• Avoid having to dilute formaldehyde products by buying products with concentrations of formaldehyde appropriate for the intended use.
  • Ensure that a ventilation system (e.g. local exhaust ventilation) is in place and is effective at maintaining exposure levels below the occupational exposure standard.
  • Embalmers should pay particular attention to the type of personal protective equipment (PPE) used during embalming. It is important to follow relevant Australian Standards and/or guidance from manufacturers in the selection and use of personal protective equipment. Respirators with organic vapour cartridges should be used in situations where formaldehyde levels above the national occupational exposure standard may be encountered and where other measures (such as ventilation) alone are insufficient to control the level of exposure.
  • Avoid spraying and brushing of formaldehyde products. Only spray formaldehyde where necessary if adequate engineering and personal protective controls are in place.
  • Where the workplace risk assessment indicates a significant risk of exposure by inhalation, employers should conduct periodic air monitoring to ensure that levels are below the occupational exposure standard.
  • Store formaldehyde products in accordance with the National Standard for the Storage and Handling of Workplace Dangerous Goods and the National Code of Practice for the Storage and Handling of Workplace Dangerous Goods.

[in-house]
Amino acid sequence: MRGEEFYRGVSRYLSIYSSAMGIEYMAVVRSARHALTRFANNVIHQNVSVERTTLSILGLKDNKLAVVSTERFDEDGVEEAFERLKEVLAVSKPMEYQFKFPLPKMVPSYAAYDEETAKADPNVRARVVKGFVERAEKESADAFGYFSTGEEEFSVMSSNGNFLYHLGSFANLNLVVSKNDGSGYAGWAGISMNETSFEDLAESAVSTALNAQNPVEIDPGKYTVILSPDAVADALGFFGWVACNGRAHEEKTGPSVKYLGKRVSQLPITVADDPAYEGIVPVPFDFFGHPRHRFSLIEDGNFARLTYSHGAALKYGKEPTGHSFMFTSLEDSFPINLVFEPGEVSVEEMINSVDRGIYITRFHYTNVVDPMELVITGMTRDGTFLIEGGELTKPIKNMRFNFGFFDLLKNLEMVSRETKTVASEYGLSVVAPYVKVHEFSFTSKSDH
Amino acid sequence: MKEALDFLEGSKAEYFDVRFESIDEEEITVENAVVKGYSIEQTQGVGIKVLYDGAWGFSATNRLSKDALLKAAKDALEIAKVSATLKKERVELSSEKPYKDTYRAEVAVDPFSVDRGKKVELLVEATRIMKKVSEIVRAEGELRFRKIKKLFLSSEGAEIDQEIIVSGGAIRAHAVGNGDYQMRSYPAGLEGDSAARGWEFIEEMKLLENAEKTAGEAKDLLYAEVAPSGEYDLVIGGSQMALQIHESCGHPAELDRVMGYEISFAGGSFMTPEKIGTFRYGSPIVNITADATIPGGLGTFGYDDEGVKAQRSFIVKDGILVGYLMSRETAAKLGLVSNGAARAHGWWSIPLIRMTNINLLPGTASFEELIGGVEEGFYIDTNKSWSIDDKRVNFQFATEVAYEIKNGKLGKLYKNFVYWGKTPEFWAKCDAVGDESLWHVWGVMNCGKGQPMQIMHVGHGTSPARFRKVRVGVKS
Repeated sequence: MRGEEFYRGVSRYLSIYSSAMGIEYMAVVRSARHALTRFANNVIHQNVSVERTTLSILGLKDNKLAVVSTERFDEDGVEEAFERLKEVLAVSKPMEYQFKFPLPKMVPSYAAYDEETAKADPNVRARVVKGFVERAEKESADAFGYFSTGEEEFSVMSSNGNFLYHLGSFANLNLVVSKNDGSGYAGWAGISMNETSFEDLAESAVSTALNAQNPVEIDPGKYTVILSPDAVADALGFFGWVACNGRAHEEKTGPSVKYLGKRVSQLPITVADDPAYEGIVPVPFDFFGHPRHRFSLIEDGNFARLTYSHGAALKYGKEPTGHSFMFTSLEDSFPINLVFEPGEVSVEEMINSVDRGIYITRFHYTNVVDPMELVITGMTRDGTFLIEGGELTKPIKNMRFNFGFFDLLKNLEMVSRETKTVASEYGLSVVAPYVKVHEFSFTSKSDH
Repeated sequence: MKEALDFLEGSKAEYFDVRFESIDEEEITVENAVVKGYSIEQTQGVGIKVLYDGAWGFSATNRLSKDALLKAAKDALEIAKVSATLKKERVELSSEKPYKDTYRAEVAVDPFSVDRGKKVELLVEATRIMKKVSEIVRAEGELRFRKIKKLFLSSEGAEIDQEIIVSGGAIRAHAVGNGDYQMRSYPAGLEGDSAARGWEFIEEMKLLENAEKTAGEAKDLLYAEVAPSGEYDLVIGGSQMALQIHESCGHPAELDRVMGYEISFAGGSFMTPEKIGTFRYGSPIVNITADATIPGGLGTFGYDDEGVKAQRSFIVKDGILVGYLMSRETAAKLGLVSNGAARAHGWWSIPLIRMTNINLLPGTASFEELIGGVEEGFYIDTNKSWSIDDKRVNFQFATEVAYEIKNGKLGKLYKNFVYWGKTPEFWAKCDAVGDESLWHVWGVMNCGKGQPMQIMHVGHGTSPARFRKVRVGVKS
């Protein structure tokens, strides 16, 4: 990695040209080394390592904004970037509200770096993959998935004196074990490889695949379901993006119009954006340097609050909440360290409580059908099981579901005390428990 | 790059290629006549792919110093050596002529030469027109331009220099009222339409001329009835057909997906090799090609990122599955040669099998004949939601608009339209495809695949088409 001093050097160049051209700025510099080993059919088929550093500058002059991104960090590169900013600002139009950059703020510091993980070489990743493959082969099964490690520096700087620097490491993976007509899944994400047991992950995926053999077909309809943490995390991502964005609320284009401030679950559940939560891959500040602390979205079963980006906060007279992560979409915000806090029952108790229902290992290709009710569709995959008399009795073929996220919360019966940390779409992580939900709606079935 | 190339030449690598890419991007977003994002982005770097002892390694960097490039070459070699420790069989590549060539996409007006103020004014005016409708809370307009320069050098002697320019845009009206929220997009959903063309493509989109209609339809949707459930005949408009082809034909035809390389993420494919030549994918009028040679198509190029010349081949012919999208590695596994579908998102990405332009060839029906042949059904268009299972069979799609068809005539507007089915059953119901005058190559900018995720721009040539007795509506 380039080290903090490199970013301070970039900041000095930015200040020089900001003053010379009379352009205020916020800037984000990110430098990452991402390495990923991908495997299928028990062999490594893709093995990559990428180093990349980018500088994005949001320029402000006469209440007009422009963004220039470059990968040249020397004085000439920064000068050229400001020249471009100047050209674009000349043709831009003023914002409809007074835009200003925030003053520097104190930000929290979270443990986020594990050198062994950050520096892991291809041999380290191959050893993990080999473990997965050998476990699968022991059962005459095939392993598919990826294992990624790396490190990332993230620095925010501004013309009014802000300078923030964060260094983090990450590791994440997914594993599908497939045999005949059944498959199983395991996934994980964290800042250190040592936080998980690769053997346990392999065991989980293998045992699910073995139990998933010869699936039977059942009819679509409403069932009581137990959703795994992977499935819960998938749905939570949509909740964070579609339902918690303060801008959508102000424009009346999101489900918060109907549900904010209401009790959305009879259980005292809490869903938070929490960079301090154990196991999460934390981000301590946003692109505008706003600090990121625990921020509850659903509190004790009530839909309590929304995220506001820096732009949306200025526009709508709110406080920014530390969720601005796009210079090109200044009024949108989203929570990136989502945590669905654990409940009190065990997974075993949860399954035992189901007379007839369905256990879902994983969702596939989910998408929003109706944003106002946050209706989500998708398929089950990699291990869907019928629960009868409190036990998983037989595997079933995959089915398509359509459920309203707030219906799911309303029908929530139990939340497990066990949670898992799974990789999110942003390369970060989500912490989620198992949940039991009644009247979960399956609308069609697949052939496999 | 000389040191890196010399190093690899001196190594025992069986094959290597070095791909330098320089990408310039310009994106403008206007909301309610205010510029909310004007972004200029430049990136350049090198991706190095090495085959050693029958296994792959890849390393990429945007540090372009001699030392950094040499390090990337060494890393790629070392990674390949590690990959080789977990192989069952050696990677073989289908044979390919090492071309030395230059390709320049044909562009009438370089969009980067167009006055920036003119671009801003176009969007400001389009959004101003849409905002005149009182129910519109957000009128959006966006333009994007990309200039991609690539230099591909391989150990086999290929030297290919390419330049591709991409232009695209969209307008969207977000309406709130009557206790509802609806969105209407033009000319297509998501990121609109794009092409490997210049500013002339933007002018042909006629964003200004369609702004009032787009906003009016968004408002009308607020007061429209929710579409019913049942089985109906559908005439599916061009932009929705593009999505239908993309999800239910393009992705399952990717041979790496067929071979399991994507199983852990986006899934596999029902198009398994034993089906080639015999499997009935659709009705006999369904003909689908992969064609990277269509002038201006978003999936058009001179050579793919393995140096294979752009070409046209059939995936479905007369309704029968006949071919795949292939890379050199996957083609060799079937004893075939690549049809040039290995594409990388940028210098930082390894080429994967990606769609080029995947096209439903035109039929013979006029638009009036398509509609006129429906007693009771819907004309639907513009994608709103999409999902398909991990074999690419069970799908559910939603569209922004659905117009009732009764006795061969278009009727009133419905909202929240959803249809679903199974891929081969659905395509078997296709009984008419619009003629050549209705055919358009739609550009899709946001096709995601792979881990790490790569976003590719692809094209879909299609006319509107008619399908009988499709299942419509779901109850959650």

First aid for formaldehyde exposure

Inhaled—If inhaled, remove from contaminated area. Apply artificial respiration if not breathing.

Eye—In case of eye contact, hold eyelids apart and flush they eye continuously with running water. Continue flushing until advised to stop by Poisons Information Centre or a doctor, or at least for 15 minutes.

Skin—If skin or hair contact occurs, remove contaminated clothing and flush skin and hair with running water.

Swallowed—If swallowed do NOT induce vomiting

First Aid facilities—Ensure eye bath and safety showers are available and ready for use. For advice, contact a Poisons Information Centre (131 126) or a doctor at once.

Occupational exposure standard

The current national occupational exposure standard for formaldehyde is 1 ppm 8-hour time-weighted average (TWA) and 2 ppm short-term exposure limit (STEL). The NICNAS report recommends that the occupational exposure standard be lowered to 0.3 ppm 8-hour TWA and 0.6 ppm STEL. Formaldehyde has been shown to cause nasal cancers in animals at levels not found in the majority of workplaces.

The basis for lowering the current exposure standard is sensory irritation. The recommended exposure standards not only provide adequate protection against discomfort of sensory irritation, but also provide a high level of protection against cancer. The recommended standard is being considered by the Office of the Australian Safety and Compensation Council, the agency responsible for setting national occupational exposure standards.